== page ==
The reason I say this is because these sermons deal with the hard reality of Christian living. Behind each sermon is a recognition that we are, even as those saved, still extremely sinful! More, that Satan is a very real and present danger and that God's love for us compels him to take action against the sin in our lives.
_ One of the ideas I come across fairly regularly is the one that when it comes to salvation God purposely limits himself and gives human beings free reign to choose as they will on the matter. That is to say, God, who is sovereign in all things, limits his sovereignty so that it does not include salvation. He still works to save people, he presents people with a choice and they are free to accept or decline as they see fit. The advantages of this thought are clear: it makes the whole issue of divine sovereignty and human free will very easy to understand. God has his bit he’s in charge of and we have our bit and so we sidestep a lot of the complicated issues predestination brings up.
But its ease of understanding is not a measure of its truthfulness. The question we have to ask is simply whether this idea is biblical or not?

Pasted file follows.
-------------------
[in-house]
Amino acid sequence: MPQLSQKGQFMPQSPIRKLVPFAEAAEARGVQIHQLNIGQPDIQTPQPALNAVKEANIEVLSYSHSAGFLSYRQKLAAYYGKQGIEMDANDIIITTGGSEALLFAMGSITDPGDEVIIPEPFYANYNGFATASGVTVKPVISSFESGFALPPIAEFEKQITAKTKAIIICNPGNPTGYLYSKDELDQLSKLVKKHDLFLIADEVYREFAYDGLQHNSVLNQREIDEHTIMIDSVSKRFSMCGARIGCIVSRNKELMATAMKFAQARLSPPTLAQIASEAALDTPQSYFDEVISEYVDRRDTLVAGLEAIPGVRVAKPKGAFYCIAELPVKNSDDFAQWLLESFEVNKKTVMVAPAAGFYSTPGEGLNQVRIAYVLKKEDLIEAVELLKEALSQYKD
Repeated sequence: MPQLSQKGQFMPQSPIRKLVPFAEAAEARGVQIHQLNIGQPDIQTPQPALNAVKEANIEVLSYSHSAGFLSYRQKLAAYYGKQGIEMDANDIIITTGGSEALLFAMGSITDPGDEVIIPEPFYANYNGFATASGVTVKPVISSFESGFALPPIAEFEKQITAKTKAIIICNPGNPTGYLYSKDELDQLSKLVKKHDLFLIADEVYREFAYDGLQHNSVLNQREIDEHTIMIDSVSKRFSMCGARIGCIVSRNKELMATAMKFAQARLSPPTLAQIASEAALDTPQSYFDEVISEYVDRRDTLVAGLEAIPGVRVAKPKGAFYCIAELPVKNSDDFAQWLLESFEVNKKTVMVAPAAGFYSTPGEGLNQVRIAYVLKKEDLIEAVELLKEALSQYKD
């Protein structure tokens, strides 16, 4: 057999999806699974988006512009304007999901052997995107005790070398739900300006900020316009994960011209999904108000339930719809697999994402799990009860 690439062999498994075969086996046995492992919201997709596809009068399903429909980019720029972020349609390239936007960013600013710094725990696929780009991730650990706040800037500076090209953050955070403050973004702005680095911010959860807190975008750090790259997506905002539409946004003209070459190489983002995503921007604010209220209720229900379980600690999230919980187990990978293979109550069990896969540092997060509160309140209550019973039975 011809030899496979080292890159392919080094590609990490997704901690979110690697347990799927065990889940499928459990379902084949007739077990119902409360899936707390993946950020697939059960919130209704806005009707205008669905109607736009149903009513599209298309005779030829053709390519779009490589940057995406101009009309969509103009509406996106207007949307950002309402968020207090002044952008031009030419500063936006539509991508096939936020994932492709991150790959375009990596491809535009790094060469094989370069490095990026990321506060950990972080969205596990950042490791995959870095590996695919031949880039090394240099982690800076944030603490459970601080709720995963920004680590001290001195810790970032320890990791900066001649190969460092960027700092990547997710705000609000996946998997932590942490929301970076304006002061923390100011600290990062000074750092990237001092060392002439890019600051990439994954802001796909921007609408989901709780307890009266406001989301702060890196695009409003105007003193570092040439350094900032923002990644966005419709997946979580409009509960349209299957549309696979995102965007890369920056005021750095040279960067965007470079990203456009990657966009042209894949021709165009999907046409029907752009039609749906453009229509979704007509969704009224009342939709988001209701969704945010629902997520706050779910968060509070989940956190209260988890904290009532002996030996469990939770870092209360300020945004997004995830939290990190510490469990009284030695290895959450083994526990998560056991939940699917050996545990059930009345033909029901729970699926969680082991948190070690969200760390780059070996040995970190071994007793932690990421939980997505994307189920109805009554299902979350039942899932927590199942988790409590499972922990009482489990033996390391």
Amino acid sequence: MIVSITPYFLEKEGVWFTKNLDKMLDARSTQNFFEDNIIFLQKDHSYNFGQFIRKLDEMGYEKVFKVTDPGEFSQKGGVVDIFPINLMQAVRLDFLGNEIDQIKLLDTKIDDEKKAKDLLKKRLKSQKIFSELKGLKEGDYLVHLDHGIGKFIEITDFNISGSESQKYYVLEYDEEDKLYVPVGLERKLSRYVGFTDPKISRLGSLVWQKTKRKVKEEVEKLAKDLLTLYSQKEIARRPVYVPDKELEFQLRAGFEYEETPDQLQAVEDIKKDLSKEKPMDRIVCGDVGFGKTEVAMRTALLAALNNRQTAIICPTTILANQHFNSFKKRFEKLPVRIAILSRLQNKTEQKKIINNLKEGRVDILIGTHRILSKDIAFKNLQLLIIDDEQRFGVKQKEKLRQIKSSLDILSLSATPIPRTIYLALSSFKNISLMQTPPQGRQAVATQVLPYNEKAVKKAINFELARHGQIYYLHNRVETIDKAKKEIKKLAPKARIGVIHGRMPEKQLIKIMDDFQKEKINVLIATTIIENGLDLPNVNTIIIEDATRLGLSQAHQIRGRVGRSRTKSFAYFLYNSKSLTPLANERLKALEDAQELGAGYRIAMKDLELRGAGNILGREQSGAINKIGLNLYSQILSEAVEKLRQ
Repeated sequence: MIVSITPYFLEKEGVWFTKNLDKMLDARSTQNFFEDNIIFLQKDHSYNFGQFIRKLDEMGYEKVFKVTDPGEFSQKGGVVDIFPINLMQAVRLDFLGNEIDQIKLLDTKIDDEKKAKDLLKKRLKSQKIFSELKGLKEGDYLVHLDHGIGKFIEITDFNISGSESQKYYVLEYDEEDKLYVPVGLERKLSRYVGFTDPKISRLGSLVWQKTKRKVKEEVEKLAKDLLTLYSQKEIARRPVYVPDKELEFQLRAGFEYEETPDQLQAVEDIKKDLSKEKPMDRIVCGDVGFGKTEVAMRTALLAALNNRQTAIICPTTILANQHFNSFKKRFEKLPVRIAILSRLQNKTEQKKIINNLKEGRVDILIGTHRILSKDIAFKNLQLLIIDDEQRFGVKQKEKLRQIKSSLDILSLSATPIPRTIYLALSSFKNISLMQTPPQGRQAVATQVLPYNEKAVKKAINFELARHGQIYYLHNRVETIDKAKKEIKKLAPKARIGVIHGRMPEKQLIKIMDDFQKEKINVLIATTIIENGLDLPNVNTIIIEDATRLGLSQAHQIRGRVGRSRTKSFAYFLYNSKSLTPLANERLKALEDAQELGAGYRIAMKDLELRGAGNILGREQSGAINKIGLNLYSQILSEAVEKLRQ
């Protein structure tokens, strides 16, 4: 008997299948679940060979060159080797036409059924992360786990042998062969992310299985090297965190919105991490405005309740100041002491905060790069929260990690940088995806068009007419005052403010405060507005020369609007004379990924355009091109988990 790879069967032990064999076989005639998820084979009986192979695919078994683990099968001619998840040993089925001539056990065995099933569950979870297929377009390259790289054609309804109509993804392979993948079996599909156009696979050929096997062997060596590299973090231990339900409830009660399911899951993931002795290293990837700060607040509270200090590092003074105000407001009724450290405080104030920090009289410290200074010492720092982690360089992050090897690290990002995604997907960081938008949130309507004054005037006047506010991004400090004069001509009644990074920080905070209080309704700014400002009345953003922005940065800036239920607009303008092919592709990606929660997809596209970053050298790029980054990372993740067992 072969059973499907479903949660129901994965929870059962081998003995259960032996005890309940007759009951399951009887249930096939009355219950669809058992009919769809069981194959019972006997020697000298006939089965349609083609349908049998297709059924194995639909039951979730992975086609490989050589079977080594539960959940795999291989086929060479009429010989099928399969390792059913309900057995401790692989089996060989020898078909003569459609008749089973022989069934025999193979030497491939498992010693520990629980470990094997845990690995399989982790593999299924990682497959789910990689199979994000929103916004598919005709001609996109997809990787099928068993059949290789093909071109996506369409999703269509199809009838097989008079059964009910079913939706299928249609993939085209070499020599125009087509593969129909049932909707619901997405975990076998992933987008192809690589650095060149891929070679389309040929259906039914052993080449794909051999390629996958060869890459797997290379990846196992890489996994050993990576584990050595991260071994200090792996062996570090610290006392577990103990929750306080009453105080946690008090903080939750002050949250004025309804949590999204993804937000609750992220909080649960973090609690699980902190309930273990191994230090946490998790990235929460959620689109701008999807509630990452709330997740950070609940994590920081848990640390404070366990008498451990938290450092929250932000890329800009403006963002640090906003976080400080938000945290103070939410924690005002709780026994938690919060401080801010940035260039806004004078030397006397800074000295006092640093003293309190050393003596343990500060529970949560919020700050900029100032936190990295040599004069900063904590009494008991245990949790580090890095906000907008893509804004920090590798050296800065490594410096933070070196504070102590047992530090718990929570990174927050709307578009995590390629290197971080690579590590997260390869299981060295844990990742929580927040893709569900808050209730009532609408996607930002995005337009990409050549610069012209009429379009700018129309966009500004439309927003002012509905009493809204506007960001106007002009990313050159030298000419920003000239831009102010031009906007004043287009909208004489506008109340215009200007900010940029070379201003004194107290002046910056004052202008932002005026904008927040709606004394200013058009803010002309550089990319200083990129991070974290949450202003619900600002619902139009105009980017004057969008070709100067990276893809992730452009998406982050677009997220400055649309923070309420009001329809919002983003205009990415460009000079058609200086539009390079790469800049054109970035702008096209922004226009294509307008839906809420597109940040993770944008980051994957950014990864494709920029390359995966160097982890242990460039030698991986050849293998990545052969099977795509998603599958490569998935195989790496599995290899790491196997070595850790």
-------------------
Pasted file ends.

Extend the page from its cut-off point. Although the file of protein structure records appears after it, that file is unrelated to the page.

As you may have noticed I bang on a lot about Reformed theology and the doctrines of grace and if you don’t know what I’m talking about click here and prepare to have the way you think of God overturned. But why do I think it matters? What’s so vitally important about it? Why do I care? It’s not because I think reformed Christians are better than others for I’ve met too many people who aren’t and yet walk so closely with Christ. One of the biggest benefits of the Christian Union is meeting a lot of people who I disagree with theologically speaking yet put me to shame for my lacklustre walk with God. It’s not because I think that you’re a bad Christian if you’re not reformed. And it’s not because I want everyone to agree with the Ben Mildred Way of Looking at Things. No, it’s something greater than all these.